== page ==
Huh. Well, that’s not what I was expecting.
I’m not sure what I was expecting when I cracked the cover of Days Missing #4, but I really didn’t expect to find a mostly truthful account of Hernan Cortez’s conquest of the Aztecs in the year 1519. And that’s cool, really cool, because, you know, how many comics are there that tell the story of Spanish Conquistadores? It’s an interesting historical story, one of the more interesting events in history, and it’s really a pleasant surprise to see the depiction delivered in a way that was both compelling and true to the historical events.
I guess the hook in Days Missing as a series is that, as Matthew Brady discussed in his review of issues 2 and 3 of this series, than immortal humanoid alien (maybe?) observer known as “the Steward,” who has been living on Earth for millennia and has the technology to manipulate space-time in a way that can erase the events of a single day from history helping humans to avoid disasters and avert apocalypses.
But the Steward’s role in this comic was very interesting. He’s definitely an initiator of events, and is at the center of the action, but there’s a sense all throughout the story that the events depicted are inevitable. The power of Cortez’s ambitions is so powerful that it simply overwhelms any attempt to derail then. It doesn’t matter that the Steward burns Cortez’s ships; Cortez preservers because he’s too powerful not to perservere.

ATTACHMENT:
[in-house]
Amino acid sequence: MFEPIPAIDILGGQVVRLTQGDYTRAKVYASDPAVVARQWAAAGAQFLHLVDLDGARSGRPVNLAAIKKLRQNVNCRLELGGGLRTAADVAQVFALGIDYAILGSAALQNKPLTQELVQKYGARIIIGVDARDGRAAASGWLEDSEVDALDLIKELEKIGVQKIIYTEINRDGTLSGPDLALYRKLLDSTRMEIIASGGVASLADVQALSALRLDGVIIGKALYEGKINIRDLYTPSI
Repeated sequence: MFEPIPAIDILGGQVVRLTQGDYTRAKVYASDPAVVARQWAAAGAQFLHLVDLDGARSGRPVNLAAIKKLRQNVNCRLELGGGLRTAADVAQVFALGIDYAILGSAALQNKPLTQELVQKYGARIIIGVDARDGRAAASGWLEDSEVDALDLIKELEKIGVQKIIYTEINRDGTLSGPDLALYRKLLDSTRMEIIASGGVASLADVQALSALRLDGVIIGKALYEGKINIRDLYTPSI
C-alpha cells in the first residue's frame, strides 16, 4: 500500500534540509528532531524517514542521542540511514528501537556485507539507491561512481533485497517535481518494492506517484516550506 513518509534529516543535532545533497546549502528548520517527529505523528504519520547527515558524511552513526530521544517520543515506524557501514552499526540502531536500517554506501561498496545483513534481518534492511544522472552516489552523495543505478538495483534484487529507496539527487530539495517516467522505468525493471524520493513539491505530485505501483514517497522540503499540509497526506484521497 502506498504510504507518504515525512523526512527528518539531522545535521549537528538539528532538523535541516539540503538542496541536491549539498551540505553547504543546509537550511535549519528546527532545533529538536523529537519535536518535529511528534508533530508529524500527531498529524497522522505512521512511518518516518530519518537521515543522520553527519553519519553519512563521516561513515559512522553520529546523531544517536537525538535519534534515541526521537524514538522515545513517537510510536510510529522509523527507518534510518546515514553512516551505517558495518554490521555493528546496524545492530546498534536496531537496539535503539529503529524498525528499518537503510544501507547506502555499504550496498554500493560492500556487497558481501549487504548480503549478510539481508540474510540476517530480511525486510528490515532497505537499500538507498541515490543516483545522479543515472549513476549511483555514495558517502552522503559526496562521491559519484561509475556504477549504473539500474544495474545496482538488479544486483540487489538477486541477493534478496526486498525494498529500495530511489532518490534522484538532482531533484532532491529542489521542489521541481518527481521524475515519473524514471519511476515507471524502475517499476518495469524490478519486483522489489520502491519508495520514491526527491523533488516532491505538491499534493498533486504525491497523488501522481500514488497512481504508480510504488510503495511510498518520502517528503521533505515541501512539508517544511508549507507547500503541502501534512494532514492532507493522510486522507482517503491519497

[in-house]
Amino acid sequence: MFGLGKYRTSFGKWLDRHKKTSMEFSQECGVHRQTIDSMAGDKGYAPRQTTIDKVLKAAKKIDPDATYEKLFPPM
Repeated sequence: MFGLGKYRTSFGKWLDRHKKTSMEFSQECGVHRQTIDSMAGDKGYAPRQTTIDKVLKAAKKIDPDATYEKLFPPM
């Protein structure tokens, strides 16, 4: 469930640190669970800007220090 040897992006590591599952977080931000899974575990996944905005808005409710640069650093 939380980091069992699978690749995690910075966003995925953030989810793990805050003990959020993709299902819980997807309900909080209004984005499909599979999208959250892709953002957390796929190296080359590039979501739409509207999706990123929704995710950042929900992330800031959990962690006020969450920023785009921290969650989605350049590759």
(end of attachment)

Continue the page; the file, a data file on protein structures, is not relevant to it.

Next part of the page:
The comic is written by a guy named Matz, who Wikipedia informs me is a French comics and film writer whose real name is Alexis Nolent. Nolent delivers a story here that has an intriguingly European feel. There’s an interesting toning back of the violence and action in a way that feels different from American comics. There’s a lot of suspense and subtle excitement in the comic, but the battles don’t take center stage in the same way that you might see in an issue of Fantastic Four. Instead we get long, lingering shots of dramatic moments – there’s a spellbinding page in which the Steward sinks Cortez’s ships that is brilliantly rendered by artist Hugo Petrus.
I’m not familiar with Petrus either, but apparently he’s had scattered work for most of the major publishers over the years. His artwork here provides a nice contrast for the story, providing a sort of brooding intensity that gives the comic a real feeling of gravitas. The depictions of some crucial scenes are just gorgeous – the coloring by Imaginary Freinds does a wonderful job of depicting the several blazing fires depicted in this comic, for instance.
This comic was an ideal mix of fantasy and history. Matz had obviously thought deeply about the legacy of Cortez and the other explorers and does a good job of showing their very mixed legacies without flinching. At the same time, Metz gives readers a good sense of what the Steward is all about, showing us his motivations and how they don’t pay off in the way that he expects.
Huh, a comic about Hernan Cortez, What an interesting and cool comic it ended up being.